One North of Boston, a 230-unit, market-rate, rental housing development has broken ground in the City’s urban renewal district on Sixth and Heard Streets, which is currently vacant property.
The $40 million project will feature 48 studio, 123 one-bedroom and 59 two-bedroom units, and amenities like a lounge, cyber café, club room, media room, fitness room and outdoor pool and deck.
“It’s another great day with another terrific project getting underway here,” said City Manager Jay Ash, the chief architect of the City’s efforts to transform the formerly blighted urban renewal area into a showpiece of higher end development. “This residential project fits into our master vision for the greater Everett Avenue area and will be another significant signal to the world that something very special is happening here in Chelsea.”
Ash praised the Chelsea Economic Development (ED) Board for its focus and creativity in bringing another project to the urban renewal district.
“Yes, it’s been an interesting ride,” reflected Rick Pantano, the chairman of the ED Board. “We thought we had this parcel developed six years ago, only to be served a major setback by the economic downturn that caused so many projects to fail. We’ve persevered, though, and found a way, despite less than favorable economic conditions, to get this project going.”
Developer Mark Robinson of One North praised the City for making the project possible.
“There aren’t very many of these types of projects happening, so, when they do, you have to ask ‘why here and why now?’ The answers are that Chelsea is a great place in which to invest, and City Manager Ash, the Economic Development Board and all those in support roles have done incredible work helping us to find a way over the many hurdles that are holding projects in other communities back,” said Robinson.
“And right back at him,” responded Pantano. “The One North team, particularly Mark and his partners, Mark White, Kyle Warwick and Damian Szary, have met and exceeded our every challenge and are promising to bring a truly outstanding project to us in a most important and visible area of the city. We can all be grateful to have such a team focused on a great project and helping to enhance our great community.”
Prior to the City’s 2006-08 acquisitions of the eight parcels that comprise the One North development, marginal industrial uses, half-full warehouses, contractor yards and vehicles sales, parts and storage services occupied the site.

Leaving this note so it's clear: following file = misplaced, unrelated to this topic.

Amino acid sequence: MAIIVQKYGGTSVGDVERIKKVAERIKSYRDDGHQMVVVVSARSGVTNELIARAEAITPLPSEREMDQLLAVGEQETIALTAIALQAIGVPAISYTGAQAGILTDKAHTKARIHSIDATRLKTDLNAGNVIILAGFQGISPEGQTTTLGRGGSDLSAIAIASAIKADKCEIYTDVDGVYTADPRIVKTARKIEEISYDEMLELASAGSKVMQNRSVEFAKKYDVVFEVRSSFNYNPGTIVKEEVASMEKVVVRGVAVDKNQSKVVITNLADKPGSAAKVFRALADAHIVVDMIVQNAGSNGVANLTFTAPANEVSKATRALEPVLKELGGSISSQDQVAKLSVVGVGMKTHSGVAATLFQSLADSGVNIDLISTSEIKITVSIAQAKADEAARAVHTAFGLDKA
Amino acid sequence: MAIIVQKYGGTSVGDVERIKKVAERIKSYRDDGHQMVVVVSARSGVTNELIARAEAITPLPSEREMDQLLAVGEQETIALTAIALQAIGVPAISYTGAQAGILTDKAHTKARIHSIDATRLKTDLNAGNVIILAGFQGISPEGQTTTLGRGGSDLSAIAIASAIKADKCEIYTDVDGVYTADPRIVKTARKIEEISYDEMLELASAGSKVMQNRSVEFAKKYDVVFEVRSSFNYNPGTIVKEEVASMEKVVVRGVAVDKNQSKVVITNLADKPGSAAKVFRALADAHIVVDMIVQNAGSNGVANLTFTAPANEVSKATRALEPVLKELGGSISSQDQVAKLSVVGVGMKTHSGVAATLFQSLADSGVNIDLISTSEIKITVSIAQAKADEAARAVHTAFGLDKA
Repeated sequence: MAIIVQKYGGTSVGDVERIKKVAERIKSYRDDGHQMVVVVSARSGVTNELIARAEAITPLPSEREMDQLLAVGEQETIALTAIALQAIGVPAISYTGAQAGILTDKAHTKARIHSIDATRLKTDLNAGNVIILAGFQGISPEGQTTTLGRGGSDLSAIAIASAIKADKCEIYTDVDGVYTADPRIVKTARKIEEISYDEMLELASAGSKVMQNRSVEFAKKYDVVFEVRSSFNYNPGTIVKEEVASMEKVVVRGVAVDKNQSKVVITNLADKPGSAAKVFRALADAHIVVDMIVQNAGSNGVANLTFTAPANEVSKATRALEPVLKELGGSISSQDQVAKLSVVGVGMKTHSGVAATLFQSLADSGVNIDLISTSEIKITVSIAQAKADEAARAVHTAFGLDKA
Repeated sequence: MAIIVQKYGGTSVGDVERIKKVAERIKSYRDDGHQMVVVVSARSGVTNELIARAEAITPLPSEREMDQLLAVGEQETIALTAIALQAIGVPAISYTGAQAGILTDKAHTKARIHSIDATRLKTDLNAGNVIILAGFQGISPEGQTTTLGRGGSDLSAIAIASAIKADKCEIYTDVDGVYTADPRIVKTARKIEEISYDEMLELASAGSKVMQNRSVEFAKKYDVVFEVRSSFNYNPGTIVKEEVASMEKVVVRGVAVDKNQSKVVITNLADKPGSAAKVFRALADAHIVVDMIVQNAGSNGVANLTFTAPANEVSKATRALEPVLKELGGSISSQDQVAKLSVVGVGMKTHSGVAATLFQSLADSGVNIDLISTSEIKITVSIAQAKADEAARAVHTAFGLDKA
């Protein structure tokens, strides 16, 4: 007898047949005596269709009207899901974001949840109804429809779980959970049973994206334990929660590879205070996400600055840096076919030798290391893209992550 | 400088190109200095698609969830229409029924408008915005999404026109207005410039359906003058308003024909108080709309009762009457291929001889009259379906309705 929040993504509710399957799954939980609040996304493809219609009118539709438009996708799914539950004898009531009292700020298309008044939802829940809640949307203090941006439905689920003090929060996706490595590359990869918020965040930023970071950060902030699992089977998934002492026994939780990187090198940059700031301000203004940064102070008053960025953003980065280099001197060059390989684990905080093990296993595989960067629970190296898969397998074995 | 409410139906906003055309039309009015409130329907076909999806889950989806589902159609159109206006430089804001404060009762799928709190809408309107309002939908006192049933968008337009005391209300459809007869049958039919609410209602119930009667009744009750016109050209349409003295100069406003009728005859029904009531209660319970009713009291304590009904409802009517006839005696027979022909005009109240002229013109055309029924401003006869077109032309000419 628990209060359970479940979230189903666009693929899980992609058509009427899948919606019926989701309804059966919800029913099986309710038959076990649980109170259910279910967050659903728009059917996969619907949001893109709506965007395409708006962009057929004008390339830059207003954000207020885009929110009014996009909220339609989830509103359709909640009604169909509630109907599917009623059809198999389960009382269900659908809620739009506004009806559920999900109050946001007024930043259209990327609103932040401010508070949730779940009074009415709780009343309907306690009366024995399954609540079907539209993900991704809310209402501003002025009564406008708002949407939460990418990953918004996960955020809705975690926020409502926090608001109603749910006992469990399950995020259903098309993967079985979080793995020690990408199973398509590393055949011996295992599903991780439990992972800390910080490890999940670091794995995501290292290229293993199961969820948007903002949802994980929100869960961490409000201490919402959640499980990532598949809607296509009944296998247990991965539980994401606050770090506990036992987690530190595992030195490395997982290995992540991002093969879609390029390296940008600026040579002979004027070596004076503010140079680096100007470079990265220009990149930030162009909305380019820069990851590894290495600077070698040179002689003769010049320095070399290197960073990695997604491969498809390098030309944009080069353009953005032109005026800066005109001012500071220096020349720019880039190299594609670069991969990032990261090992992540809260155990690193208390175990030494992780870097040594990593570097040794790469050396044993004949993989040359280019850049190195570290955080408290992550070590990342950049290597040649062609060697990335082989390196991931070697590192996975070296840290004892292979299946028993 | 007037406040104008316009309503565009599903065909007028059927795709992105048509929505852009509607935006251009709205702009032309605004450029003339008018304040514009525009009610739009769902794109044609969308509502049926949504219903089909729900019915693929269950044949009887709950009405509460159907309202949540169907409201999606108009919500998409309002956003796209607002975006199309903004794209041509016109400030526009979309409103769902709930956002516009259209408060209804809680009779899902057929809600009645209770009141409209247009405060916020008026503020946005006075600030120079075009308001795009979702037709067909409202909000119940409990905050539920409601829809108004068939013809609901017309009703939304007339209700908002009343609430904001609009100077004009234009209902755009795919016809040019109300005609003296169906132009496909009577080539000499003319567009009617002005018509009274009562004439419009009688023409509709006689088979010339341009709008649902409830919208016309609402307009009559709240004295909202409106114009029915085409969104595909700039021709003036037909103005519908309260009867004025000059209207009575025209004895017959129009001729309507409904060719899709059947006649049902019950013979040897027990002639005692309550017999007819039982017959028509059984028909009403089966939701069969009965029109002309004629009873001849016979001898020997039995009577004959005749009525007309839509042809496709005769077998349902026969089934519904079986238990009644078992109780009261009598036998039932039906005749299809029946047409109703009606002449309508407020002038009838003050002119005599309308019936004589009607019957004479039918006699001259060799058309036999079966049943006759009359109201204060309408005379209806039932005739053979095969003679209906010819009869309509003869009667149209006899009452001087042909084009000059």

The buildings had asbestos or wrinkle tin siding, and almost all were in such a state of disrepair that they were officially deemed to be “substandard” during a consultant’s review of the properties.
The One North project that is replacing those blighted properties is expected to be completed in 18 months. The building will be a 5-story building, including 1-story of podium parking and 4-stories of wood framed residential construction. The exterior will be modular masonry panels and metal elements, primarily comprised of blue, tan and white colors. It is being financed by East Boston Savings Bank, a lender for which Ash had high praise.
“Plain and simple, this project is not happening right now if not for East Boston Savings,” said Ash. “They financed the One Webster project before this one, and saw what a good bet Chelsea is. With that project being a success, they stepped up and are making an even bigger financial commitment to Chelsea, frankly when no other lender would. They know what they’re doing and understand what the developer and the City is seeking to accomplish.”
While recognizing contributors to the project’s groundbreaking success, Ash said the City Council, the city’s legislative delegation and the Patrick-Murray Administration also came up big.
“This is a razor thin project with very little room to carry any offsite costs. Yet, anyone who has driven around that area knows how tough the infrastructure is. So, public infrastructure dollars were necessary to seal the deal, and the City Council provided CIP (capital improvement program) support, while Reps. (Eugene) O’Flaherty and (Kathi-Anne) Reinstein and Senator (Sal) DiDomenico made sure an already favorable Patrick-Murray Administration committed state grant money to augment what the City was bringing to the table,” said Ash.
The result is that $2.5 million will be spent on streets, sidewalks, drains, water and sewer pipes to support the new construction. In return, the City anticipates receiving nearly $700,000 in one time fees and $400,000 in annual tax revenues. Additionally, the developer is paying $3.8 million for the land.
“We spent a great deal to acquire and demolish the various properties, so it will take us eight years or so to make all that we spent back. However, from that point forward, we’ll be generating hundreds of thousands of dollars more annually than the old warehouses were providing, and will be creating even more momentum for real change in that neighborhood and elsewhere in the city,” said Ash.
In the end, Ash said, the revenues will balance the budget and the new investment in the area will improve home values and forever remove a blighting industrial presence that was hovering over the neighborhood.
“This is a big winner for all of us,” concluded Ash.